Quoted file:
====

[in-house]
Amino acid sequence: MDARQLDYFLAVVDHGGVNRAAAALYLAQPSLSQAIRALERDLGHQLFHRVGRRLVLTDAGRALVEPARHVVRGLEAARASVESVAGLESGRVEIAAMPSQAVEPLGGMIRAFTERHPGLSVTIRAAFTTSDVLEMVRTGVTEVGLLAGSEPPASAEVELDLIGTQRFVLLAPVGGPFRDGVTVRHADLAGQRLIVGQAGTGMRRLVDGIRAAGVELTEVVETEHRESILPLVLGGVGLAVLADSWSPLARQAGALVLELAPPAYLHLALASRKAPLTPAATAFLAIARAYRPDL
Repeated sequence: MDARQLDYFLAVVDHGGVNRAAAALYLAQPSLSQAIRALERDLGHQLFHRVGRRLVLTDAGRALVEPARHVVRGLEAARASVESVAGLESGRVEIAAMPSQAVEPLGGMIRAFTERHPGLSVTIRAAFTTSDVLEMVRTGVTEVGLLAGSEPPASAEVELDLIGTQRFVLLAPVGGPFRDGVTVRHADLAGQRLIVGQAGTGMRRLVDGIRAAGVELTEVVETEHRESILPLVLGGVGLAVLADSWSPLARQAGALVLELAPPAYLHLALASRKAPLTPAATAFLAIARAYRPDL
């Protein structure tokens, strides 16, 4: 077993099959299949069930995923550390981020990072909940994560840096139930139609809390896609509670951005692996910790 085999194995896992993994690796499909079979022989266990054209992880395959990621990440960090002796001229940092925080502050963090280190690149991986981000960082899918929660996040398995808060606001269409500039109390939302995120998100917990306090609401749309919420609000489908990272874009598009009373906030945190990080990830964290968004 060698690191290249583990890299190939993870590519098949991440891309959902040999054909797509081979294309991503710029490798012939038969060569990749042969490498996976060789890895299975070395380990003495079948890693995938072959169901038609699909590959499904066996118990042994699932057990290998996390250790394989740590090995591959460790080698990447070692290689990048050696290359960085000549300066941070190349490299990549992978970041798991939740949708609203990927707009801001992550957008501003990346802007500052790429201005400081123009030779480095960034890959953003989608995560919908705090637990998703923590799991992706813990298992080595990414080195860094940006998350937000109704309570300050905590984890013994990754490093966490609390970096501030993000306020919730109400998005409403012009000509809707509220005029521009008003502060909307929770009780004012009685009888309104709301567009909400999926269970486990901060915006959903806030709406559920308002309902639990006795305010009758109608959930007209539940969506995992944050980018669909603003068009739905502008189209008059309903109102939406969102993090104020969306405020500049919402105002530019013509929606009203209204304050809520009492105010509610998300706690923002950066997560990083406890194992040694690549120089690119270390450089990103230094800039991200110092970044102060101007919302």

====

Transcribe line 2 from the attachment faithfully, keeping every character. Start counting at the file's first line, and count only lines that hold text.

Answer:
Amino acid sequence: MDARQLDYFLAVVDHGGVNRAAAALYLAQPSLSQAIRALERDLGHQLFHRVGRRLVLTDAGRALVEPARHVVRGLEAARASVESVAGLESGRVEIAAMPSQAVEPLGGMIRAFTERHPGLSVTIRAAFTTSDVLEMVRTGVTEVGLLAGSEPPASAEVELDLIGTQRFVLLAPVGGPFRDGVTVRHADLAGQRLIVGQAGTGMRRLVDGIRAAGVELTEVVETEHRESILPLVLGGVGLAVLADSWSPLARQAGALVLELAPPAYLHLALASRKAPLTPAATAFLAIARAYRPDL